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To make progress on health equity, leaders must ‘play the long game’


Pritesh Gandhi, chief community health officer of Walmart, says hospitals and healthcare organizations need to work on long-term solutions, which is admittedly difficult.

Hospitals and health systems must realize one important truth when it comes to making substantial progress on health equity, Pritesh Gandhi says.

“We have to play the long game,” says Gandhi, the chief community health officer of Walmart.

In a recent interview with Chief Healthcare Executive®, Gandhi shared some perspective on improving health equity. He also talked about what hospitals and healthcare organizations can do to improve the health of their communities

Gandhi concedes that making real progress on health equity is difficult, because he says there is “profound pressure” in focusing on more short-term goals.

“There are plenty of incentives to play the short game,” he says. “And we've got to take that logic and turn it on its head. The long game is a lot harder. And there is no instant gratification of playing the long game.” (See part of our discussion with Pritesh Gandhi in this video. The story continues below.)

He cites some of the challenges for health organizations, including hospitals who only have patients for a relatively short period or managed care organizations that lose members after a couple of years.

Gandhi has spent much of his career working to improve outcomes for disadvantaged groups. He worked for years at a Federally Qualified Health Center in Austin, Texas and more recently served as the chief medical officer of the U.S. Department of Homeland Security.

He joined Walmart in January and is hoping to help develop large-scale solutions to offer more access to care in underserved rural and urban communities.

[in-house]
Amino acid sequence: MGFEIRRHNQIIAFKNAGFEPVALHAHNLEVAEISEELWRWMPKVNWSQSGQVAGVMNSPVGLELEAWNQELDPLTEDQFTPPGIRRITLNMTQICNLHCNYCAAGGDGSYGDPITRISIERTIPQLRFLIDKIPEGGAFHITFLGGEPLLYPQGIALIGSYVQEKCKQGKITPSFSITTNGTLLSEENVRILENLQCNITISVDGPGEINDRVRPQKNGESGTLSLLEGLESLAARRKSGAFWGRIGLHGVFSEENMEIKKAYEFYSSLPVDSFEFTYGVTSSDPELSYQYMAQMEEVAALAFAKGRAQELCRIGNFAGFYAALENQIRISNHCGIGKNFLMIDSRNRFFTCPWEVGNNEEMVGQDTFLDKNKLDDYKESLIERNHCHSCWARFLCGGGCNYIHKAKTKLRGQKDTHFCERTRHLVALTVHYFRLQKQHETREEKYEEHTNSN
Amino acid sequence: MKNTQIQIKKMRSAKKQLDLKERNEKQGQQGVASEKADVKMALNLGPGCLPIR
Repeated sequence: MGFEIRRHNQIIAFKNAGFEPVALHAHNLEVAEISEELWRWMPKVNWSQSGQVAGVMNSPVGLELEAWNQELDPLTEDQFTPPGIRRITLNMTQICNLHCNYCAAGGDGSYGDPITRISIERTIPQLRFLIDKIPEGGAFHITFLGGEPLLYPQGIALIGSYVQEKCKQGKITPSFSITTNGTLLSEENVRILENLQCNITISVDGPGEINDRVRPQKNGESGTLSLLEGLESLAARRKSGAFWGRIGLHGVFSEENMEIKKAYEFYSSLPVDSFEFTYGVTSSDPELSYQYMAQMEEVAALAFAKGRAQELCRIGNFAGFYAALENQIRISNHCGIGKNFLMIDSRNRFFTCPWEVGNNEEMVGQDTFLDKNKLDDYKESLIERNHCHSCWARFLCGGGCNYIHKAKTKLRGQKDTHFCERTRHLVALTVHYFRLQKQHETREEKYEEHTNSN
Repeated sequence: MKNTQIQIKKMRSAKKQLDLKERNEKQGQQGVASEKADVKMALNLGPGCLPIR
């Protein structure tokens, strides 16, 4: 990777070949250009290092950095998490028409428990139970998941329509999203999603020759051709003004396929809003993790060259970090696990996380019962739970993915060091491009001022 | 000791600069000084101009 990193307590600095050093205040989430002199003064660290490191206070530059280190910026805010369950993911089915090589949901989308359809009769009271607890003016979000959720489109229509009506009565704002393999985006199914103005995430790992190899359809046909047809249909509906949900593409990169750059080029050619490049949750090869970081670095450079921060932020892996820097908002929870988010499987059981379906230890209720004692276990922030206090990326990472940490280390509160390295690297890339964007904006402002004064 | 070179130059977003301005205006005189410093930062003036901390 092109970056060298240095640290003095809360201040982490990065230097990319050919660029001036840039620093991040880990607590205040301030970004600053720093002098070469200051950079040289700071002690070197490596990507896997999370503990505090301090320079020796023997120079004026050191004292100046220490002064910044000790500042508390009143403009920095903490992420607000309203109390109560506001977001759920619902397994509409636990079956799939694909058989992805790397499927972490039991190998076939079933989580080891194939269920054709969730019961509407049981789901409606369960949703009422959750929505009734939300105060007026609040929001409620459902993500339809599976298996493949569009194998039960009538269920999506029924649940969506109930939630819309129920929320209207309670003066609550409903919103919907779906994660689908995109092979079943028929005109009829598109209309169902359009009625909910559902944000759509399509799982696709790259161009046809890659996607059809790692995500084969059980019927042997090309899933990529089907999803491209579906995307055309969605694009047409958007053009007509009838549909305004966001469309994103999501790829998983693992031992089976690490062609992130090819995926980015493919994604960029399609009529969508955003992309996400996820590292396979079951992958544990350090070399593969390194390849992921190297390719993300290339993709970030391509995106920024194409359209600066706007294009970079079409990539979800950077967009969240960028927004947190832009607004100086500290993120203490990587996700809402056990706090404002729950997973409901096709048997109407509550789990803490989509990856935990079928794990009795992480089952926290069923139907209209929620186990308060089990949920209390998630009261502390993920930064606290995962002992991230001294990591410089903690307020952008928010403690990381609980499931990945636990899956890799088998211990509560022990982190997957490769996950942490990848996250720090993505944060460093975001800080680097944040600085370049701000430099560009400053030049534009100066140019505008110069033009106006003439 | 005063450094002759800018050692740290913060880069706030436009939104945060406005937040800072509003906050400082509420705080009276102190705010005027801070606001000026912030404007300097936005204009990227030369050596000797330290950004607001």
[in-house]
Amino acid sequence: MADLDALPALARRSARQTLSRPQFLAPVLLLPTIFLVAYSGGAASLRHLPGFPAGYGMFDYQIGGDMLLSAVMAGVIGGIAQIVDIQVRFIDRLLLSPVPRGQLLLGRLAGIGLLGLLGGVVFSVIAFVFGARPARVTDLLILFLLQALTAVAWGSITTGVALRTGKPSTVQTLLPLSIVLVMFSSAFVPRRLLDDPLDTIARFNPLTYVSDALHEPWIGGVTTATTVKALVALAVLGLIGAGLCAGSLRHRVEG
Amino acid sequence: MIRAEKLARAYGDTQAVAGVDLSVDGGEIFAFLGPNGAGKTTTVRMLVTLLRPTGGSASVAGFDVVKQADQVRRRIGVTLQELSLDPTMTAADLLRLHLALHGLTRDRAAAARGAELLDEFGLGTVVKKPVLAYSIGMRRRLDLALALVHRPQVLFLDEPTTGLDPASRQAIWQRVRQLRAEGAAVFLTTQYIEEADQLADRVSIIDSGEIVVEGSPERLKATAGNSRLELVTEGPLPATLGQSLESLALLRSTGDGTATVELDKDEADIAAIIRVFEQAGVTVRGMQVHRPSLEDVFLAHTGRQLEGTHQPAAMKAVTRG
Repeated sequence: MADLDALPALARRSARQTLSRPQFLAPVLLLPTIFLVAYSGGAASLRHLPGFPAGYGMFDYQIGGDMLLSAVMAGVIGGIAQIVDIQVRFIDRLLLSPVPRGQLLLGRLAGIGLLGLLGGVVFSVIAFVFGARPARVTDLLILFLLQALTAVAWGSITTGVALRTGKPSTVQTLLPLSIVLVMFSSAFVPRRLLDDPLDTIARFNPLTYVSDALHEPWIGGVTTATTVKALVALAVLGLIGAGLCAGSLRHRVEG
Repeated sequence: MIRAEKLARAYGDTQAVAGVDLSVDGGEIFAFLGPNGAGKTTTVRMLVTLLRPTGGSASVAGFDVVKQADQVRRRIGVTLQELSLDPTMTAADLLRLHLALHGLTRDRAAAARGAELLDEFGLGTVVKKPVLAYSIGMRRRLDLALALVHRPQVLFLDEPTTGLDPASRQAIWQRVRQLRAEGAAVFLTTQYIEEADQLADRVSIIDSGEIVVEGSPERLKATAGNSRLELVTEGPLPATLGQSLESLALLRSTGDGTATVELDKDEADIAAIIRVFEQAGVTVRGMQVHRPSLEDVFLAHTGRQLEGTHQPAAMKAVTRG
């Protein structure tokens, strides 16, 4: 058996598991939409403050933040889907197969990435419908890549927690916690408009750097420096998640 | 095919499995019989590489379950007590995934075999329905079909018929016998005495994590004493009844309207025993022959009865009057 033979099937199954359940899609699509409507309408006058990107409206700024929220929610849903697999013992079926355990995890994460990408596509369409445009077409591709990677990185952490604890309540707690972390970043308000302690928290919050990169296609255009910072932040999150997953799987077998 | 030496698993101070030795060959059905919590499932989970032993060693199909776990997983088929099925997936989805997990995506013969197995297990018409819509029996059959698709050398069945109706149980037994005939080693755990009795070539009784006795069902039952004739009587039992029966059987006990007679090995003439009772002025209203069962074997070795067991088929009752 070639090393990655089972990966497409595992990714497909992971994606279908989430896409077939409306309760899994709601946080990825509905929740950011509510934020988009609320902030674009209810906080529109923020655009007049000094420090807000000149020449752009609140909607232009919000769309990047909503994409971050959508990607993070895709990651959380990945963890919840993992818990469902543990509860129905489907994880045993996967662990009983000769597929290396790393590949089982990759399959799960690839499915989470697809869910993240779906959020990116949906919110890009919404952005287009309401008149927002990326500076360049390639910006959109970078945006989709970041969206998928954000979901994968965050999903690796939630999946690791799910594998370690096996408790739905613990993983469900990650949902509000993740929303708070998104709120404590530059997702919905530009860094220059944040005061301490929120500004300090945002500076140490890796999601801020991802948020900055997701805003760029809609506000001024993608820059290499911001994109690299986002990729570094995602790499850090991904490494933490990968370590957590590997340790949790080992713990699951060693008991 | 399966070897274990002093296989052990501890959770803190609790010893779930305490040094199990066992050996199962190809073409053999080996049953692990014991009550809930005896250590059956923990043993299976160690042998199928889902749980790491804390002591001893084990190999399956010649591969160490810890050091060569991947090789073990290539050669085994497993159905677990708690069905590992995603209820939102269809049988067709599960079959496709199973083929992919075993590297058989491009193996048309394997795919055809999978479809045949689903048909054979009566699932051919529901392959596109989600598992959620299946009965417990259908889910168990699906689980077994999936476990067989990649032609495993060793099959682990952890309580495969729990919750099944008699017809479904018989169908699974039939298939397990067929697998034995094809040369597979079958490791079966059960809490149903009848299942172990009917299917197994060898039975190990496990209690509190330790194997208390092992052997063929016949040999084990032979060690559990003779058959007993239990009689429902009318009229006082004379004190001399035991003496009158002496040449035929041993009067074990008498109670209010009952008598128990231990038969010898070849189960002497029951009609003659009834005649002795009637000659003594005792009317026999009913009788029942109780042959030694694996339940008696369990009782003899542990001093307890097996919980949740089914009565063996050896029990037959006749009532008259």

At Walmart, Gandhi says he is particularly excited about the company’s program to hire community health workers. Walmart has opened dozens of health clinics, with more on the way, and the company has hired more than 40 community health workers.

“Our community health workers have an opportunity to think broadly around health,” Gandhi says. “Investing in community health worker programs is an example of playing the long game.”

More healthcare leaders are talking about the need to raise the quality of healthcare for all patients, and on one level, Gandhi says it’s good that there are more conversations about health equity. But he says there needs to be more action.

“I think there's a concern for folks that have been in this space, that we talk so much about these issues, but it's not clear that we're actually making progress on this front,” Gandhi says.

In terms of developing long-term solutions to improve a community’s health, he points to a redevelopment project in his own city of Austin. Community groups have spent years on a plan to transform a vacant Home Depot site in a historically African-American neighborhood. After much discussion, community groups worked with neighbors to develop a plan with affordable housing and a park.

“It is going to change the entire health outcome of that community,” Gandhi says. “But it took us years to do. And it took a comprehensive approach from health leaders, from community leaders, educational leaders, city leaders to get to that point. But it's going to make a difference …. in health for that community and for families and children.”

Gandhi says that the project will still take years before the community sees the true return on its investment, but he says healthcare leaders need to think about long-term commitments.

And that’s why he says playing the long game is “the most important advice I would give to my colleagues.”

Seeing a host of troubling health indicators nationwide, Gandhi says he’s fired up to work with Walmart to try to make a difference.

“We're looking at outcome measures in our country that are worsening over the past few years, whether it's life expectancy or maternal mortality,” Gandhi says. “We're looking at very stubborn rates of poverty and economic empowerment, and challenges that working families face across this country.”

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